Wednesday, June 18th, 2014
A friend of mine, an involved father in every way and a sometime stay-at-home dad, was shopping for clothes in the kids’ department of a large department store recently with his wife and two daughters. When his daughters, 8 and 5, needed to try on clothes, he did what he’d always done, and what many of us would have done—followed them into their dressing room Except this time, something different happened. A manager came and asked him to leave the dressing room area, saying there was a complaint from a mom about his presence.
My friend, shocked, complied, not wanting to make a scene at the store, though he did ask the manager what would have happened if he was a single father. She said she wasn’t personally bothered but that she was acting only on the other woman’s complaint. (Why a store manager can’t exercise judgment and must blindly comply with a complainer’s request is another story.)
That’s all the information he got, and all the information I have, but he and his wife were outraged, and so am I. Was that woman objecting because she worried something inappropriate would go on between father and child in the dressing room? That would mean she saw a father with his daughters and immediately assumed he had horrible things in mind. Or was she concerned that a man might somehow see her daughter changing clothes in her own dressing room, even though the dressing rooms were all private? Aside from the supernatural abilities that would require, this assumes he would even have interest in doing so.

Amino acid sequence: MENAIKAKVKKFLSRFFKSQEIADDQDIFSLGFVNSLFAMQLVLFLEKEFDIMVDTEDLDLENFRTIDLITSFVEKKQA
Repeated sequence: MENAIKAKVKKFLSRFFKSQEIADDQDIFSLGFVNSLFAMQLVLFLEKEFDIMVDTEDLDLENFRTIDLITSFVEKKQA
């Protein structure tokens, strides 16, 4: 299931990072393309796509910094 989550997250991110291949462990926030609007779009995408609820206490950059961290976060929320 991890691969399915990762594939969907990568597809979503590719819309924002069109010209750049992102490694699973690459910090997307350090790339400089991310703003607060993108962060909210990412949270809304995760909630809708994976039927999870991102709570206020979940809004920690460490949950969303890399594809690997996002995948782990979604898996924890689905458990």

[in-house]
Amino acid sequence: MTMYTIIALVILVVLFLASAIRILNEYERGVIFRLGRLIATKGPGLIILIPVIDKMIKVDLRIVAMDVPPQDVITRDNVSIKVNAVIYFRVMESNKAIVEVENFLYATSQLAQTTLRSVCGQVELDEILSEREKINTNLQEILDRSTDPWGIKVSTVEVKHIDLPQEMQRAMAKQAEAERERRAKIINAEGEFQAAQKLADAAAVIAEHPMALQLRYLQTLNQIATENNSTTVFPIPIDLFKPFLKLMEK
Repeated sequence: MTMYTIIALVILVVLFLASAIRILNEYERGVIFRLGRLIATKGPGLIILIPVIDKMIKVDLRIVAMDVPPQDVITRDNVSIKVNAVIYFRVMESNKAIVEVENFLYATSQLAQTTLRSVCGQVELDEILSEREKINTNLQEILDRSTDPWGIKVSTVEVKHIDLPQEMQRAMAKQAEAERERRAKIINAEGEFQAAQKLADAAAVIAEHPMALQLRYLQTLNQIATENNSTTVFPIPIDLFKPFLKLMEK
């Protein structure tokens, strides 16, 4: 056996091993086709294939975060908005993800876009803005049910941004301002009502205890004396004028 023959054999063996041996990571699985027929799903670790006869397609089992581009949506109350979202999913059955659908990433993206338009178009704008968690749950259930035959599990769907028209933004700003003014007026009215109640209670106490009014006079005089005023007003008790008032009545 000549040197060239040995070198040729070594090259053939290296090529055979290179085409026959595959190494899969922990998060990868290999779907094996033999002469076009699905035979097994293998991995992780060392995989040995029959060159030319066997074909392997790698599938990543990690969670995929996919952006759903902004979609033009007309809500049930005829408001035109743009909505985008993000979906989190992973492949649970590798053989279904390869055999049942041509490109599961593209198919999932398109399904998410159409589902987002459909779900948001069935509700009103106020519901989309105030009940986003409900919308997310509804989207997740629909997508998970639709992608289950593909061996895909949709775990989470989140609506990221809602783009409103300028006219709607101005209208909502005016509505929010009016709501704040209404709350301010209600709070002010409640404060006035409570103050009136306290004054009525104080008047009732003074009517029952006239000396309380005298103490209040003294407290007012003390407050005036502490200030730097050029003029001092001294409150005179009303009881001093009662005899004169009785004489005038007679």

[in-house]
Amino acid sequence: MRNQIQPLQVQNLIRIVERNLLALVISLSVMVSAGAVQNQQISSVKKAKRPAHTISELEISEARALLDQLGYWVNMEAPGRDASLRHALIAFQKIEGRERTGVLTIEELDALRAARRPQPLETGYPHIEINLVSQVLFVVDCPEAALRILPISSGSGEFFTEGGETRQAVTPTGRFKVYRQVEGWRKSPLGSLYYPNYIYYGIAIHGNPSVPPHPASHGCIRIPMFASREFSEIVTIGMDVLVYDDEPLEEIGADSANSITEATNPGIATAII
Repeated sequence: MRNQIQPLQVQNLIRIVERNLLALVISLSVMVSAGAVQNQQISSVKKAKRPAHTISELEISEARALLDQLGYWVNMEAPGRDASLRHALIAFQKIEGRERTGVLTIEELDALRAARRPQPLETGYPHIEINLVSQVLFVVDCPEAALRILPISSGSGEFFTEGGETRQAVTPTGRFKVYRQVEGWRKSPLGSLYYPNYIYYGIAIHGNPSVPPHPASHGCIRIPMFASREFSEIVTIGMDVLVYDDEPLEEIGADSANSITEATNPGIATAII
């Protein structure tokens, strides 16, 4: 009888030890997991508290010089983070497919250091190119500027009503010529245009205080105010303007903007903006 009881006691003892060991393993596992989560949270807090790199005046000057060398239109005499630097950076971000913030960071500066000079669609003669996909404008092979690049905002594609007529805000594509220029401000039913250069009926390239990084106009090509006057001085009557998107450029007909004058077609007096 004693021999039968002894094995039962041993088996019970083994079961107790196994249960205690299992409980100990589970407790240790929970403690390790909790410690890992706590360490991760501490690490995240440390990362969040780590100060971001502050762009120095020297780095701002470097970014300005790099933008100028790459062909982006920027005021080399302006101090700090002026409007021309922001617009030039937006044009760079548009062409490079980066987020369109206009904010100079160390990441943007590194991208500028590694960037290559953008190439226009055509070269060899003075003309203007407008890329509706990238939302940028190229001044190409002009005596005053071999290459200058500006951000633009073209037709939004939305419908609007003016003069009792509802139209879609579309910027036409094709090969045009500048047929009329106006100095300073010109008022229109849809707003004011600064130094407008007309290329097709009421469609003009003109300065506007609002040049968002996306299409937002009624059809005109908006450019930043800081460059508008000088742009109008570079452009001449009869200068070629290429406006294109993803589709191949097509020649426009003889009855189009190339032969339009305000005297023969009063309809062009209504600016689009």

What happened, it seems clear to me, is that the other woman saw an involved father enjoying time with his children—enjoying shopping for clothes with his children, which so many dads don’t (guilty as charged here)—and immediately thought, “Pervert.” And not just thought it, but acted on it.
Part of me wishes my friend fought back and stood up for himself, and by extension for all dads implicated by such treatment. But I fully understand why he chose to comply rather than have his daughters witness what would likely have been an ugly argument.
The incident remains baffling and enraging to me. Yes, the statistics on child abuse are horrifying and unacceptable and I mean in no way to be dismissive of this reality. But I fail to see how that connects to what happened in the dressing room. While not everyone has experienced humiliation on par with what happened to my friend, so many dads have had strange interactions with people when they are out and about with their kids, ones in which strangers clearly have some suspicion. In less insidious cases, it may not be suspicion of abuse, specifically, but an implication that a man’s place is at work and not home with his kids, that there is something unusual about a dad breaking traditional gender stereotypes. A stay-at-home dad I met at the Dad 2.0 Summit earlier this year talked about the questions he frequently gets from strangers about why he is at the park on a random weekday with his kids.